When Elon Musk and his team at SpaceX were looking to make their Falcon 9 rocket even more powerful, they came up with a creative idea -- keep the propellant at super-cold temperatures to shrink its size, allowing them to pack more of it into the tanks. But the approach comes with a major risk, according to some safety experts.
A robotic geologist armed with a hammer and quake monitor rocketed toward Mars on Saturday, aiming to land on the red planet and explore its mysterious insides. InSight will dig deeper into Mars than ever before -- nearly 16 feet, or 5 meters -- to take the planet's temperature. It will also attempt to make the first measurements of marsquakes, using a high-tech seismometer placed directly on the Martian surface.
The new four-year strategic plan for NASA provides a foundation to return to the moon “for long-term exploration and use” as well as creating a base for “eventual crewed missions to Mars and potentially beyond.”
Jim Bridenstine officially took office as the 13th administrator of NASA Monday after he was given the oath of office by Vice President Mike Pence at the agency’s headquarters in Washington. In his new role at NASA, Bridenstine takes over an agency critical to the nation’s economy, security and technological preeminence.
The satellite may be small, but it packs a major science punch. TESS is following in the footsteps of NASA's famed Kepler space telescope and is expected to surpass its predecessor in the number of exoplanets detected. Over the course of its two-year mission, TESS will monitor the brightness of more than 200,000 stars, waiting to observe tiny dips in starlight known as transits.
Chairman Smith: "The NASA Authorization Act of 2018 is a crucial step in restoring the greatness of American space exploration. With this bill, we ensure that NASA will focus on its priority missions, effectively leverage private sector partnerships and entrepreneurship, and continue space research that will launch America toward new scientific discoveries and worlds.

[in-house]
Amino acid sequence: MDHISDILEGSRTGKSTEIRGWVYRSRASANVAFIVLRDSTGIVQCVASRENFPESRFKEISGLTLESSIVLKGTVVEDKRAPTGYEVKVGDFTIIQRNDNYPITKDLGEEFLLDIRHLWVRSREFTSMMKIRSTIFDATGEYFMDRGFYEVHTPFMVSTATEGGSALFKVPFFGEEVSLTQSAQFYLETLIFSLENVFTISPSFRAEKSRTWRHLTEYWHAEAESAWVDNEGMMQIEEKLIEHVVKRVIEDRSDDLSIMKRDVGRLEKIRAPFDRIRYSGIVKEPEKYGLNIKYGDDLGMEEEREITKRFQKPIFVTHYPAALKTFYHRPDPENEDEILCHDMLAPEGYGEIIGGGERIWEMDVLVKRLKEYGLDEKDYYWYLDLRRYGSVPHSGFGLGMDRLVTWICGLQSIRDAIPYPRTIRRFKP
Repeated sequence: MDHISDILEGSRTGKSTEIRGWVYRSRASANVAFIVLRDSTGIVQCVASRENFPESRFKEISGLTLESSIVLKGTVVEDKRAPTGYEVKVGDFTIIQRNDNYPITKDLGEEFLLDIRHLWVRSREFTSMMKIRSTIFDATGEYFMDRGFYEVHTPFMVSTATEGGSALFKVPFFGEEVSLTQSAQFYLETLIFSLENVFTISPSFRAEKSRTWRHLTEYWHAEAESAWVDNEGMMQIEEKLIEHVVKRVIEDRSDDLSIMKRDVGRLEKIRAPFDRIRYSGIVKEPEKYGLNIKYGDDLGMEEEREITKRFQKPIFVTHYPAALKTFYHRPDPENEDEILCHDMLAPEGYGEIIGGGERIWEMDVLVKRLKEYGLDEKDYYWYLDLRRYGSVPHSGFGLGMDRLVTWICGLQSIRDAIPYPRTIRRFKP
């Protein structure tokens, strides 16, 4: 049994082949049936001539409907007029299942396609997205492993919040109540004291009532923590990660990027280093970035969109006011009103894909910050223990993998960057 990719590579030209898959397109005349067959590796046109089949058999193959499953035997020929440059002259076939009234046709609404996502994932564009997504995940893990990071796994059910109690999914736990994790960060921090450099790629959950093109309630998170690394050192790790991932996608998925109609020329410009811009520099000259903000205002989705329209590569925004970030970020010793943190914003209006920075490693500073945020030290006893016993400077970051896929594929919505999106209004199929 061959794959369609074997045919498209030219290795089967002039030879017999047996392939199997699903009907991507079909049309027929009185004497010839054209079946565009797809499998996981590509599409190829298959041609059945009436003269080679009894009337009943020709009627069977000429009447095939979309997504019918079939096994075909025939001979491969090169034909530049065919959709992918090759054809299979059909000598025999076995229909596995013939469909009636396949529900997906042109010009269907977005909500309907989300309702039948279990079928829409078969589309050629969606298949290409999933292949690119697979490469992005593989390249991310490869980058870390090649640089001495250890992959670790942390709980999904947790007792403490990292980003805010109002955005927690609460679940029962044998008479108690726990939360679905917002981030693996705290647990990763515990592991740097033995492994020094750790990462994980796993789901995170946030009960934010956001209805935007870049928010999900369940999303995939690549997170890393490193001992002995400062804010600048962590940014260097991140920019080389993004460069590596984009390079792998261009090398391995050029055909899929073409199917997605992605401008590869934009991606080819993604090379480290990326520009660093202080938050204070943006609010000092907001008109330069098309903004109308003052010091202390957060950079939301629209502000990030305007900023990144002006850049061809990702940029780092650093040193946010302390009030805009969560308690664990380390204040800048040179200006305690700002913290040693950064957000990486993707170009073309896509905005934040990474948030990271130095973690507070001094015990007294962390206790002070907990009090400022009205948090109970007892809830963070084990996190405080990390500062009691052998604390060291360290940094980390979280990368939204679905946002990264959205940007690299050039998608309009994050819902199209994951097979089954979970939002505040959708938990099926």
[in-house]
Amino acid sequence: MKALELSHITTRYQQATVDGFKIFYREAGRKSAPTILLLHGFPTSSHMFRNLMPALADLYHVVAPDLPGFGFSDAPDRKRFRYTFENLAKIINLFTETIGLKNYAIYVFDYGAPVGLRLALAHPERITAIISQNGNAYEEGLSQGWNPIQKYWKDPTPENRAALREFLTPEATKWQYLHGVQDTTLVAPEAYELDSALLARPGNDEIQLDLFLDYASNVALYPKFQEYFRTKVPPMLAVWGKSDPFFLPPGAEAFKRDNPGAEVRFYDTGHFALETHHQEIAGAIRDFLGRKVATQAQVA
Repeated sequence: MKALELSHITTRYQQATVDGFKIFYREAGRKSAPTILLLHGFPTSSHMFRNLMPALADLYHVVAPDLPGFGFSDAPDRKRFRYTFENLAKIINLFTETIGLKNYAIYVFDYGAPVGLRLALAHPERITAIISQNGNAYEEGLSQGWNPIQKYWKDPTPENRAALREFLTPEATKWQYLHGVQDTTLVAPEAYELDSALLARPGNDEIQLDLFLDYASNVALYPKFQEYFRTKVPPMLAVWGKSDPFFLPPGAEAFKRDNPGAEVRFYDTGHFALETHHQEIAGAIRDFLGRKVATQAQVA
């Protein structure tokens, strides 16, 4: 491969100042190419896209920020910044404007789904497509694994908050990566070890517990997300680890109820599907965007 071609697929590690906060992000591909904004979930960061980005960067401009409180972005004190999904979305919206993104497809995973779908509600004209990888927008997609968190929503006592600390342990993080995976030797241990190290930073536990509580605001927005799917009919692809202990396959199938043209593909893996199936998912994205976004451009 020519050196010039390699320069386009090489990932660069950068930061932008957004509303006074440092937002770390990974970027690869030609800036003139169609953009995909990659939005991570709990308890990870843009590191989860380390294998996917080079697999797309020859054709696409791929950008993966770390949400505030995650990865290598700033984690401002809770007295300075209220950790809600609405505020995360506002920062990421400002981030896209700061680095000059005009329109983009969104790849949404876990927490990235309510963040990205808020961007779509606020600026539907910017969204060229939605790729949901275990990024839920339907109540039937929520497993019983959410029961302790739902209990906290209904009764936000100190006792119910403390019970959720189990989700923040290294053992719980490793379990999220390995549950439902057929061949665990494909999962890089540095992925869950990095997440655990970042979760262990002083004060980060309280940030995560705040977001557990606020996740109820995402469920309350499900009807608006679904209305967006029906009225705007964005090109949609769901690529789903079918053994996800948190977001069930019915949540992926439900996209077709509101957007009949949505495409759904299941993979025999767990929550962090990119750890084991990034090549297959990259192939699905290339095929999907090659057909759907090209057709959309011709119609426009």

Take a virtual tour of the Moon in all-new 4K resolution, thanks to data provided by NASA's Lunar Reconnaissance Orbiter spacecraft. As the visualization moves around the near side, far side, north and south poles, we highlight interesting features, sites, and information gathered on the lunar terrain.
You have undoubtedly seen the moon, but have you ever seen it up close in glorious 4K resolution? Probably not, but you can see it right now on YouTube. NASA has uploaded a new video, created mostly from the Lunar Reconnaissance Orbiter (LRO) observations. The video takes you on a tour of several different regions, some of which still present tantalizing mysteries for future exploration.
The James Webb Space Telescope is intended as the successor to Hubble, which is now more than 25 years old. Hubble was last services during one of the final Space Shuttle missions, and there are no plans to make another visit. When it stops working, that will be the end of the mission. The JWST was already supposed to be in space at this point, but it’s a complicated project costing more than $8 billion to date. NASA wants to get it right, and that has led to the latest delay.
The appropriations bill gives NASA $20.736 billion for the 2018 fiscal year, which started more than five and a half months ago. That is more than $1.6 billion above the administration’s original request of $19.092 billion. A House appropriations bill offered NASA $19.872 billion and its Senate counterpart $19.529 billion. An overarching two-year budget deal reached earlier this year raised spending caps for both defense and non-defense programs, freeing up additional funding.